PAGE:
It is important to remember that a DPIA must be completed before the processing begins, at the earliest stage of the AI lifecycle, in order to best serve its purpose. The ICO has also stressed in its toolkit that a DPIA will still have to be conducted even if the data controller bought the AI system from a third party supplier, rather than created it for its specific purposes.
Algorithm Impact Assessments (AIAs)
AIAs very much take inspiration from other types of assessments conducted across other industries, including DPIAs. They involve the evaluation of algorithms and AI systems to assess and address any potential negative impacts that could result from the system. The aim of an AIA is to widen the lens from algorithms as technology in pure isolation, to algorithms as a system that is embedded in human life and communities. It has been suggested that those conducting an AIA should also consider consulting civil society, as well as those who will use the AI system, as a form of oversight. Moreover, as a matter of transparency, many have suggested that AIAs should be made available to users. This possibly reflects the fact that how AI systems work is often not immediately obvious to those whose personal data they process.
Although the UK and the EU do not yet require AI data controllers to conduct AIAs, some jurisdictions do. Slovenia’s national law requires an AIA for all Automated Decision Making (ADM) that falls under Article 22(1) of the GDPR. Similarly, Canada requires organisations in the public sector that use ADM to conduct an AIA, and has also developed a self-assessment tool that can be used when planning an AIA which you can find here. Finally, the US has suggested that corporations that use “automated decision systems” should submit an impact assessment that looks at the In data protection terms, the concept of ensuring data is not incorrect or misleading., fairness, bias, discrimination, privacy, and security of the system and report this to the Federal Trade Commission. It also passed the Algorithmic Accountability Act 2019 which requires companies above a certain size to conduct an AIA and provide an explanation about the AI system to individuals.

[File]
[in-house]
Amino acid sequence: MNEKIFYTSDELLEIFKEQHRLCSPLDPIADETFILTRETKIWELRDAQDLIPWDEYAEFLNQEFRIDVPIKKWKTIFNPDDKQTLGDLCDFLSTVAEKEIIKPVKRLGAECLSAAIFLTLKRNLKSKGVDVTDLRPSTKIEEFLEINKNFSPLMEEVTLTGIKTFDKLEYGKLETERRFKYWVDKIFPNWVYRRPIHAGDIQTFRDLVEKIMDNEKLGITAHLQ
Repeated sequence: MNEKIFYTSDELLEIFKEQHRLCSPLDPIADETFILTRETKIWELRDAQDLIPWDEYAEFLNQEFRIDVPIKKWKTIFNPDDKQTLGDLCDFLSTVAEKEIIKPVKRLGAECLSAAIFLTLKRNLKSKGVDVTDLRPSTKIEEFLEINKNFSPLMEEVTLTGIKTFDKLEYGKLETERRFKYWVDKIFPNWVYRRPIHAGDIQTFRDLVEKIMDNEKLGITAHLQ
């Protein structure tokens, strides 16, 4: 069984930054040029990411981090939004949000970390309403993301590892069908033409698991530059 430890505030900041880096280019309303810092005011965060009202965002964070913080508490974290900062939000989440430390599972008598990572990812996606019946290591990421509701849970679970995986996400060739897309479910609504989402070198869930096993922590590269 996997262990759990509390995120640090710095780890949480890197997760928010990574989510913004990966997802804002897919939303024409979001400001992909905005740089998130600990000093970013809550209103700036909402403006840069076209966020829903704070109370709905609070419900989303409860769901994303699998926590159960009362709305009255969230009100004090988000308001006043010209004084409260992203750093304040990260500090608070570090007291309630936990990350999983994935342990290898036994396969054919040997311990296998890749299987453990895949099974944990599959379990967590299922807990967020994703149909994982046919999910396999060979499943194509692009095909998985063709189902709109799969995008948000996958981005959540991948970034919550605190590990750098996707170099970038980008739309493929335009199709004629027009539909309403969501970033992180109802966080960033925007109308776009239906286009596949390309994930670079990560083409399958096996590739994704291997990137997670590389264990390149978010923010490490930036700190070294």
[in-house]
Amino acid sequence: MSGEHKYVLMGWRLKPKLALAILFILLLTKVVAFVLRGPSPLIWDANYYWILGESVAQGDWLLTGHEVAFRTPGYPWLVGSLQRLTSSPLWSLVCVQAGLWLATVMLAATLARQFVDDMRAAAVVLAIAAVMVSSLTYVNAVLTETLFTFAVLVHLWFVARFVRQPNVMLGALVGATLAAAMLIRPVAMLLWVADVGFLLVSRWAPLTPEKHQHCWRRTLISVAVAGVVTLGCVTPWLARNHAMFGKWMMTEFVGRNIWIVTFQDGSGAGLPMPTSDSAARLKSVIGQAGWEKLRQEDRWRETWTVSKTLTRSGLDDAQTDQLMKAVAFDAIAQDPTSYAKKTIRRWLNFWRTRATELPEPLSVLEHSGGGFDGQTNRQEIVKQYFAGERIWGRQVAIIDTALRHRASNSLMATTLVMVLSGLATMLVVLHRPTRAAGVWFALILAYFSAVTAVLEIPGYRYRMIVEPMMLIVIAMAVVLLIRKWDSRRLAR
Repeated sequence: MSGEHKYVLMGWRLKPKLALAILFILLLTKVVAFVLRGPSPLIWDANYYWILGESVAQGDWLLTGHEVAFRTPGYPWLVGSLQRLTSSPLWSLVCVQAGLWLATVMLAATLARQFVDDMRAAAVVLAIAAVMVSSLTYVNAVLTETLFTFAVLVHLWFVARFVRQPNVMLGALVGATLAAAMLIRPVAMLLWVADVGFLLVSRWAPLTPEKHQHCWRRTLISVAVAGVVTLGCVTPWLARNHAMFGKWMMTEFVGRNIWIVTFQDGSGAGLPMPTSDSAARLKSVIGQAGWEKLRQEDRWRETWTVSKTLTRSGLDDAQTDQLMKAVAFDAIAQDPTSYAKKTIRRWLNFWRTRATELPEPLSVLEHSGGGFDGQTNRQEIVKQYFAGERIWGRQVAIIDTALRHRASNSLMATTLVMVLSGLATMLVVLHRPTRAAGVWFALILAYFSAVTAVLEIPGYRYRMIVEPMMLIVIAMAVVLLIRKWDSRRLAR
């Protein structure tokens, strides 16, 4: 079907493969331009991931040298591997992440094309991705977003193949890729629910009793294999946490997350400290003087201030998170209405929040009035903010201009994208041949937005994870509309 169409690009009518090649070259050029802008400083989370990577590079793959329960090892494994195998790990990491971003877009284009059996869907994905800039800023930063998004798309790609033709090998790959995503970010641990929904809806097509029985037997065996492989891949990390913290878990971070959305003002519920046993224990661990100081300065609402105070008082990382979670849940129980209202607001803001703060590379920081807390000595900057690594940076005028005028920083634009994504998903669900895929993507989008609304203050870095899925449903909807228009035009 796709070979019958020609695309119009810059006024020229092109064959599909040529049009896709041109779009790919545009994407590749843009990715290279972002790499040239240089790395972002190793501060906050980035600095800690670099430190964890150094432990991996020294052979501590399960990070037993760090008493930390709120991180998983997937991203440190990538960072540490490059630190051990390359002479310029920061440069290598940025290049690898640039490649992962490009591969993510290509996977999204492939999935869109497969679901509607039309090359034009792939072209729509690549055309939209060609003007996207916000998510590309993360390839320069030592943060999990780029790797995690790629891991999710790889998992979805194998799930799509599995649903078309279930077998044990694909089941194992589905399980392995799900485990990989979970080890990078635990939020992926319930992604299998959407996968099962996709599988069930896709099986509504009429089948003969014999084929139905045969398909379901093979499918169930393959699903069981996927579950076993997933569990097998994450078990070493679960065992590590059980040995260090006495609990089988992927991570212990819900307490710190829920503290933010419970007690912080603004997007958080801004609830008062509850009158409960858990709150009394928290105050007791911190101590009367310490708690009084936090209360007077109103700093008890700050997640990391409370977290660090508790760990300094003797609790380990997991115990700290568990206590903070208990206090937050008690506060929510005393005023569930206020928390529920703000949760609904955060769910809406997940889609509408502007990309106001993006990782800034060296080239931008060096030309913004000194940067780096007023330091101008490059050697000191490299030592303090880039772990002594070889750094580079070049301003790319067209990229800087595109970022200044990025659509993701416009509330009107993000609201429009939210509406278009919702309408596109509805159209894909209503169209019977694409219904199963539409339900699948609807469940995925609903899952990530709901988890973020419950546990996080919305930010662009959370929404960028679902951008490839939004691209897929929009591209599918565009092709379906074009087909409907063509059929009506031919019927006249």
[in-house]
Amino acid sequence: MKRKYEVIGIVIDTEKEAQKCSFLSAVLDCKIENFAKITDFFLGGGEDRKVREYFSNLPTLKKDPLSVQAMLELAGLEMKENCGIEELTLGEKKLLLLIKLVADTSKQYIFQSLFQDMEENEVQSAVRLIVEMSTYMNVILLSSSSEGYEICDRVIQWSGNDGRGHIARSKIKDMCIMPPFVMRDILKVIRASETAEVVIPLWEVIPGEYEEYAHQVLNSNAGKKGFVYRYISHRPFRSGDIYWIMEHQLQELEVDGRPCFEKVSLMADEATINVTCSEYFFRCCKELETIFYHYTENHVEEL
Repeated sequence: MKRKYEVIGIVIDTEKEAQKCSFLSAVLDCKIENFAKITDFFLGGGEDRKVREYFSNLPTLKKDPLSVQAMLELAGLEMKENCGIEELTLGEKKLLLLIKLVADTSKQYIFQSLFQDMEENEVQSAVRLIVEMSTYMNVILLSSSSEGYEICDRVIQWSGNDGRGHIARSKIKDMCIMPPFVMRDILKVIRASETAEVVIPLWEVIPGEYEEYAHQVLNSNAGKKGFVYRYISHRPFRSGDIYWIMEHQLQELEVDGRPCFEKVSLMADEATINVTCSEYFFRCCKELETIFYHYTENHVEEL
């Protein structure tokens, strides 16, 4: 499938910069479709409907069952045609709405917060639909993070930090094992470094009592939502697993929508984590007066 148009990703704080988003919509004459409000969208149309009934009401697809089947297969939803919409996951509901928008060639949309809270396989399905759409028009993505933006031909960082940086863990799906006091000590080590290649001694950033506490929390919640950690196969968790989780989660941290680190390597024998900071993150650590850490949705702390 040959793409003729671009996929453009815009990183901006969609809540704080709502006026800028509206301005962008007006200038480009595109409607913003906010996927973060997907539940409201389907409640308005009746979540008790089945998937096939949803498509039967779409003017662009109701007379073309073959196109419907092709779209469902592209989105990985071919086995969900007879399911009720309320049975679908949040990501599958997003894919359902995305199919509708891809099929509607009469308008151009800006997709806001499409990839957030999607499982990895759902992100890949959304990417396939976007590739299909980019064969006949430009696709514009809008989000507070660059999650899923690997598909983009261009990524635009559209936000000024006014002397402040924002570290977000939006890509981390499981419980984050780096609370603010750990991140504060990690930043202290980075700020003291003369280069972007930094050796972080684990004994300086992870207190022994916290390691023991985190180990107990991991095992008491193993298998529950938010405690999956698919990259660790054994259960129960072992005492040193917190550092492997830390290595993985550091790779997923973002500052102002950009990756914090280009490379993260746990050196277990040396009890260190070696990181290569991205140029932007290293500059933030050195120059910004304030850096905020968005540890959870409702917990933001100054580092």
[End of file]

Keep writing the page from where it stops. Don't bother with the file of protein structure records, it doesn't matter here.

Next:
AIAs are promoted as having several important advantages: improving organisational behaviour, promoting information sharing, and encouraging organisations to consider the effects of their AI system on the individual and the wider public.
Although AIAs are not required by UK law, we recommend that one should be conducted as a matter of best practice – especially if your AI system is processing personal data on a large scale or using special category or sensitive data. In addition, the ICO has suggested that they can work in tandem with DPIAs to help better assess the wider impacts of an AI system.
DPIAs and AIAs in AI development: complying with the GDPR
Both of these assessments should be considered essential tools for AI developers and AI-data controllers, even if only one is mandated by law. They are fundamental in ensuring that the rights of individuals are protected and help to ensure that AI systems are compliant with the wider GDPR.
In the UK government’s newly published National AI Strategy document, it has suggested that the UK will become a data-driven economy and a hub for AI innovations. It is clear from these ambitions that the use and development of AI is going to grow significantly in the UK, bringing with it a whole host of data protection considerations. The importance of ensuring that this innovation does not come at the cost of individuals’ privacy, data protection and other human rights is huge. Therefore, impact assessments such as DPIAs and AIAs are only likely to become more invaluable.